Beyond the results of the national election on March 2 – the third consecutive in 11 months –, Israeli foreign policy will remain the same. It will be dominated by three closely related issues: the developments in the Israeli-Palestinian conflict following the presentation of the so-called “Trump Plan”, the normalization process between Israel and African-Asian Muslim countries, and the diplomatic (and security) containment of Iran and its regional proxies.
Among these, one stands out and forms a link with the others. This is the United States’ comprehensive peace plan between Israel and the Palestinians, “Peace to Prosperity”, also known as “Deal of the Century”. The peace plan proposed by the US administration suddenly monopolized political attention and national public opinion in Israel, probably giving the government a chance to cash in on it in electoral terms. Similarly to the Golan case, Prime Minister Benjamin Netanyahu has received a potential political gift that represents an extraordinary diplomatic success for the incumbent prime minister. But can the peace plan help Netanyahu win the upcoming elections?
Contrary to what happens in other countries, where issues related to foreign policy are paid little heed by national voters in electoral races, in the Israeli case, foreign affairs and security issues have always been ranked as a top priority on the national agenda, often even more than other issues (i.e. economic policies). This premise is necessary for a better understanding of the different paradigms about the Israeli-Palestinian conflict and consequently about the Deal of the Century. These topics in the Israeli narrative and perception are considered domestic issues and in this sense any change or question related to the Jewish settlements in the West Bank, to Jerusalem’s status or, finally, to the security dimension of the Jordan Valley are topics internalized by Israeli politics. Misleadingly, Netanyahu has proposed Israel’s annexation of the West Bank as an electoral gambit, but voters and the Israeli people have begun to doubt his message and what the real goal is, if there is one.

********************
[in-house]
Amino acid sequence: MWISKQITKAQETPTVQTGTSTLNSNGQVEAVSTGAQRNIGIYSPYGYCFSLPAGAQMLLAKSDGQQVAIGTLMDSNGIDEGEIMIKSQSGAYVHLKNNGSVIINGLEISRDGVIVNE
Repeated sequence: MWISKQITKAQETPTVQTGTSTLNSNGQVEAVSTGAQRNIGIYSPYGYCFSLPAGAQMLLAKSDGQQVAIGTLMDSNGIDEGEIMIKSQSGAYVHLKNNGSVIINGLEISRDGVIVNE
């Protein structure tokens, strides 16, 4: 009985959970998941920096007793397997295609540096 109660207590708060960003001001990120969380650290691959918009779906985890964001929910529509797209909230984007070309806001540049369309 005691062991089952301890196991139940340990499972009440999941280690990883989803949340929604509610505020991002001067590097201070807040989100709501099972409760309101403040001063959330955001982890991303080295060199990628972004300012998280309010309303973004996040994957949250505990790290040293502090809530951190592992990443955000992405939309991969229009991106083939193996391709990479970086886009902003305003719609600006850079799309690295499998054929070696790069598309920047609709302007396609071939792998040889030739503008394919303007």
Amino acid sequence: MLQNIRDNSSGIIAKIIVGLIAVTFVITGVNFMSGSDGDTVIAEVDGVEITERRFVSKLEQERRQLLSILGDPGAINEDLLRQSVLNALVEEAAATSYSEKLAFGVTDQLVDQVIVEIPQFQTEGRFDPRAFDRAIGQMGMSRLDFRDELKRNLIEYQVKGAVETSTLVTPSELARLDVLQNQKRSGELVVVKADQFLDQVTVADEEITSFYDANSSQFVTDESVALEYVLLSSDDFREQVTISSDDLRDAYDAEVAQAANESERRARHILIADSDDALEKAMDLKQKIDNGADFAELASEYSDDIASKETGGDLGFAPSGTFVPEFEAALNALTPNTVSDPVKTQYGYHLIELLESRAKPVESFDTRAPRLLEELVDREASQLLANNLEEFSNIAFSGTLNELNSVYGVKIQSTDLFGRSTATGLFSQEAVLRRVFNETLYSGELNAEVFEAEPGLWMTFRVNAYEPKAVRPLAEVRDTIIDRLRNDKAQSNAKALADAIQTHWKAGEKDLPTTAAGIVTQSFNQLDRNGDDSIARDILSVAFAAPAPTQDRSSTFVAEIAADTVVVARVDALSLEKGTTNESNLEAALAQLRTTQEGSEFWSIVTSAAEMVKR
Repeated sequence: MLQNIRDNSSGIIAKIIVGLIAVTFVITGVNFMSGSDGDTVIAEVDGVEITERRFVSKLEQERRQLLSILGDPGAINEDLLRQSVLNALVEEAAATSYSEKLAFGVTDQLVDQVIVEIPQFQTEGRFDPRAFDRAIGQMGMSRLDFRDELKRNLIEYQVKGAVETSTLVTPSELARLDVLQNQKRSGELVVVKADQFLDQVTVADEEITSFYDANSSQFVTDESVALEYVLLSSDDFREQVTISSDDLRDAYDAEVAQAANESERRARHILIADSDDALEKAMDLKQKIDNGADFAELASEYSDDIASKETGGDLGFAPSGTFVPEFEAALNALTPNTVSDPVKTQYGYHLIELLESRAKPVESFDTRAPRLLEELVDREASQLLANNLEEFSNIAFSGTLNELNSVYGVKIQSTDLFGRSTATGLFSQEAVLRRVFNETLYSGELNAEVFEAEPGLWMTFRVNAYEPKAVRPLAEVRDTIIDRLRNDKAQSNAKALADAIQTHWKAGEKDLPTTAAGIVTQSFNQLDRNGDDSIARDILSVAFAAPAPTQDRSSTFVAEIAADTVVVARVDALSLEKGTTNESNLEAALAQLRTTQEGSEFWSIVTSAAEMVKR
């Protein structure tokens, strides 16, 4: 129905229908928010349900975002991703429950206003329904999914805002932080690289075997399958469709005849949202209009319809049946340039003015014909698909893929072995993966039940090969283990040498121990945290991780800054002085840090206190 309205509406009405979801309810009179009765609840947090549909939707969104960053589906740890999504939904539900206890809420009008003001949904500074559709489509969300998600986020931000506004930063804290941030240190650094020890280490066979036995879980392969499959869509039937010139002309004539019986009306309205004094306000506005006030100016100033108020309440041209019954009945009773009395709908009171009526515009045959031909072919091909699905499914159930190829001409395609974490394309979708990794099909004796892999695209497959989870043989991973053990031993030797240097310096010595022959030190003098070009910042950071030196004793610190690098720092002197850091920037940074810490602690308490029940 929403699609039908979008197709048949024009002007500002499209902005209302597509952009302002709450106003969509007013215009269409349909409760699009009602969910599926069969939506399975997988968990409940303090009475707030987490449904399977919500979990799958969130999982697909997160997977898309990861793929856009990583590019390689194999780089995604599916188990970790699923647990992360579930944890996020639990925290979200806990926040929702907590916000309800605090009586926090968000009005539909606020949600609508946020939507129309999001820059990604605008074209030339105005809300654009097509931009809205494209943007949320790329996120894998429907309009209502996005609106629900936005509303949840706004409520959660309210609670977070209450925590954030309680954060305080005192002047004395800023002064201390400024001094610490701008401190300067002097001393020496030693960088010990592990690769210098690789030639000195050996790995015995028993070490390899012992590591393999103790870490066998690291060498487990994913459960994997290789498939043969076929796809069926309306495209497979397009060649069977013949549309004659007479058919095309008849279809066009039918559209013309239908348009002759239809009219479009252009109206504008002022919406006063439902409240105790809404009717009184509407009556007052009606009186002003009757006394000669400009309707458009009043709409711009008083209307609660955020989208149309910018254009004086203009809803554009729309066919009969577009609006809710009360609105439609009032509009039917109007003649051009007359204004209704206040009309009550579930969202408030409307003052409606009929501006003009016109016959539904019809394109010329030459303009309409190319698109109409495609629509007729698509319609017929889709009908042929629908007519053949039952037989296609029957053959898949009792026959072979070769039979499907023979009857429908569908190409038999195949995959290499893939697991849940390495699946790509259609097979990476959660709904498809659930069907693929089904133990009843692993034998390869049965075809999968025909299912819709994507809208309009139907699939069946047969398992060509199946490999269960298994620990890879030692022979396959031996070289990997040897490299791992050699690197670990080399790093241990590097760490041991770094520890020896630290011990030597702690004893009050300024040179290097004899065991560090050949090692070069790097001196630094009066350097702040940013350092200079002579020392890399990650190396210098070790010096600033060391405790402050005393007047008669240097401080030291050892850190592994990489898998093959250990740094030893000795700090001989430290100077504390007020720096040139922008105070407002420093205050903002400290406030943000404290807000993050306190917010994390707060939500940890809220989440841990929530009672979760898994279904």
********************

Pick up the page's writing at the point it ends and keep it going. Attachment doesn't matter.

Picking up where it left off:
It is no coincidence if Benny Gantz is ahead in the polls. According the latest poll by Channel 12, the leader of Blue and White party will win 35 seats, while Netanyahu and Likud only 33, with neither able to cobble together a majority – and a possible fourth election looking increasingly likely. What happened? The most likely explanation is that the legal issues afflicting Netanyahu (he is accused of “media bribery”) are playing an ever-increasing role in the national electoral debate. In fact, Gantz has focused his campaign on Netanyahu’s legal problems, saying he is unfit for office. Netanyahu, instead, tried to use his personal friendship with US President Donald Trump as a strategic asset in politics. Nevertheless, the political weight of the US-sponsored Middle East deal in favour of the prime minister is facing several problems. In a bid to close the gap, Netanyahu has been trying to woo Arab voters, posting a verse from the Quran on his official Facebook page, explaining the importance of the Hajj (the pilgrimage to Mecca), and promising to launch direct flights from Israel to Mecca. It was a clear and deliberate attempt: on the one hand, Netanyahu trying to win back the 300,000 voters from the right-wing bloc, flirting with Arab voters; on the other hand, the prime minister seeks to spread dovish messages to Arab countries in order to gain acceptance of the Israeli annexation of the West Bank. This is how the external dimension of Palestinian question emerges and how this issue has relevant links with other typical topics of Israeli foreign policy.